Background: Pest eradication using the Sterile Insect Technique (SIT) involves high-density releases of sterilized males that mate with wild females and ultimately suppress the population. Sterilized females are not required for SIT and their removal or separation from males prior to release remains challenging. In order to develop genetic sexing strains (GSS), conditional traits such as temperature sensitive lethality are required. Results: Here we introduce a known Drosophila melanogaster temperature sensitive embryonic lethal mutation into Bactrocera tryoni, a serious horticultural pest in Australia. A non-synonymous point mutation in the D. melanogaster gene shibire causes embryonic lethality at 29 °C and we successfully used CRISPR/Cas9 technology to recreate the orthologous shibire temperature sensitive-1 (shits1) mutation in B. tryoni. Genotypic analyses over three generations revealed that a high fitness cost was associated with the shits1 mutant allele and shits1 homozygotes were not viable at 21 °C, which is a more severe phenotype than that documented in D. melanogaster. Conclusions: We have demonstrated the first successful use of CRISPR/Cas9 to introduce precise single base substitutions in an endogenous gene via homology-directed repair in an agricultural pest insect and this technology can be used to trial other conditional mutations for the ultimate aim of generating genetic sexing strains for SIT.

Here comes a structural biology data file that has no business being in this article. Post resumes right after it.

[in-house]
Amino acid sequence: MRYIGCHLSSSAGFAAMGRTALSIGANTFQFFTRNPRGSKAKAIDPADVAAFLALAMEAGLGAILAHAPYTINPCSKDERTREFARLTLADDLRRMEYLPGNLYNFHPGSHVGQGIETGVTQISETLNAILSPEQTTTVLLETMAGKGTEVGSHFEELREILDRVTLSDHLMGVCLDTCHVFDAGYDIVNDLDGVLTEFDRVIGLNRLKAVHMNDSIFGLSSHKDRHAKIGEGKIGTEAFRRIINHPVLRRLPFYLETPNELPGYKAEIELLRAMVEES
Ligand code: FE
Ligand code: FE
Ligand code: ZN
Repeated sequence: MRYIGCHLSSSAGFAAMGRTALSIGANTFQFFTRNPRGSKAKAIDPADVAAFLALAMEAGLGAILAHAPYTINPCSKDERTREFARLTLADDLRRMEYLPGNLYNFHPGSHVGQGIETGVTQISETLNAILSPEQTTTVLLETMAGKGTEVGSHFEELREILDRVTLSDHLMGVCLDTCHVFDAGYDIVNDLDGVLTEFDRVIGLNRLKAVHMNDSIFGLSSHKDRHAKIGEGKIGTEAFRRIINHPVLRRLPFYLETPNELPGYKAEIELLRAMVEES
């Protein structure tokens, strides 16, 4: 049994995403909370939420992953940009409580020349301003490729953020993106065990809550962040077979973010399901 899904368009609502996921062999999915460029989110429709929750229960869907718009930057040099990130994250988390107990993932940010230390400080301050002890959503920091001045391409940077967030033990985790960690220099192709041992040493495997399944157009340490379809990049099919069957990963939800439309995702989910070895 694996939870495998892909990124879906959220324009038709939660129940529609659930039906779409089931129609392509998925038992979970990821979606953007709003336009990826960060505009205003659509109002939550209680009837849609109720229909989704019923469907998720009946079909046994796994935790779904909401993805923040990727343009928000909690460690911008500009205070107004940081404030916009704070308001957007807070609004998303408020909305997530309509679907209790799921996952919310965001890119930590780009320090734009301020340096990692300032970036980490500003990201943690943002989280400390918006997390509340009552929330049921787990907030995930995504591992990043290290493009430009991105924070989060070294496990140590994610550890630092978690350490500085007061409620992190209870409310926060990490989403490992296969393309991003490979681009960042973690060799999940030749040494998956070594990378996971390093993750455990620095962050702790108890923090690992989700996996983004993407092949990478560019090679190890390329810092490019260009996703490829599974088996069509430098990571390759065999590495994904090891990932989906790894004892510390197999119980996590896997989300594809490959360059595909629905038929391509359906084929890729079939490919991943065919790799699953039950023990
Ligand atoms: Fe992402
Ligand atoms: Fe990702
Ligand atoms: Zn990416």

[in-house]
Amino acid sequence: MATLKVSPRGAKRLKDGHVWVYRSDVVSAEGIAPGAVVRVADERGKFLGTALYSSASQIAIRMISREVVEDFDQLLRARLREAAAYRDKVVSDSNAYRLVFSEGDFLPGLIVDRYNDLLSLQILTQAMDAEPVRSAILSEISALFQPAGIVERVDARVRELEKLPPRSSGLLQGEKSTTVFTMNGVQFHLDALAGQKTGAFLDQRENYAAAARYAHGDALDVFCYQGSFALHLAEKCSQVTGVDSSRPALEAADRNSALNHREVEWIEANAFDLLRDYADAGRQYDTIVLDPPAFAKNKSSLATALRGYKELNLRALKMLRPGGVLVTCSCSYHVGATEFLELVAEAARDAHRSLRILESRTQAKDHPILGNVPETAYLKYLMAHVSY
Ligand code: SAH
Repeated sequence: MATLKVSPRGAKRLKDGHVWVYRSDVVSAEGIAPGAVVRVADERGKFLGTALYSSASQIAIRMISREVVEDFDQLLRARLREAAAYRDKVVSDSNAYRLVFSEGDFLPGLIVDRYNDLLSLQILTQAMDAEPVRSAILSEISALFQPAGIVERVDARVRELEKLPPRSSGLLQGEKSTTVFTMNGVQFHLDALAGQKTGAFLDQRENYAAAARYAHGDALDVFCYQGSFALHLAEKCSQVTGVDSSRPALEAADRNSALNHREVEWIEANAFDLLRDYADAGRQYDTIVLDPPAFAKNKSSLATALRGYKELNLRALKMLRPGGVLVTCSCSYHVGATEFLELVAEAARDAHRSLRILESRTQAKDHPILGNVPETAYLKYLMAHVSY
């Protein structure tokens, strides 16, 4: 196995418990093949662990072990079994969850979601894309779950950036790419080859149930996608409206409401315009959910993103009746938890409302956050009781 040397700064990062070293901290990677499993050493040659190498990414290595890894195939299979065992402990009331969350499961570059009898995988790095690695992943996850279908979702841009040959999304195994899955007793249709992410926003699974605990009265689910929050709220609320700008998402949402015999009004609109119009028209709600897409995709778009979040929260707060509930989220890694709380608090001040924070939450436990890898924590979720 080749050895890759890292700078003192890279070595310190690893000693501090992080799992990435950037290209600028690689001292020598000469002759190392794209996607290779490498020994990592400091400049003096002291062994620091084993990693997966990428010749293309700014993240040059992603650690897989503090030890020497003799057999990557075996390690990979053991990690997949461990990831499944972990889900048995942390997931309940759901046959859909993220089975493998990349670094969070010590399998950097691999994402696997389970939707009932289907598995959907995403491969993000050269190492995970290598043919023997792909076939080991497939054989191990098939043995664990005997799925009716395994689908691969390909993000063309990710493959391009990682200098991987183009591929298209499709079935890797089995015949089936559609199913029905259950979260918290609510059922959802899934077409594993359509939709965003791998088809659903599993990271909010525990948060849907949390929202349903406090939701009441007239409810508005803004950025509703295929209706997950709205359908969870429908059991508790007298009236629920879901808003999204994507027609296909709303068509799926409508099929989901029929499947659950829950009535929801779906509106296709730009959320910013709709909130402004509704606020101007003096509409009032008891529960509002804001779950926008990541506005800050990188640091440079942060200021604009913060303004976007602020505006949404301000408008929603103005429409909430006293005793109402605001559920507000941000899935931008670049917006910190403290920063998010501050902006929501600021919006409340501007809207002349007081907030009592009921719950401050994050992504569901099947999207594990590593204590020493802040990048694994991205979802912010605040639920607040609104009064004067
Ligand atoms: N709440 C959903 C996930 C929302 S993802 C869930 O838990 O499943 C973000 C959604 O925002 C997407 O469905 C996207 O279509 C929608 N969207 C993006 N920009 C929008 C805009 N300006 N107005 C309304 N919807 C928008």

- Temperature sensitivity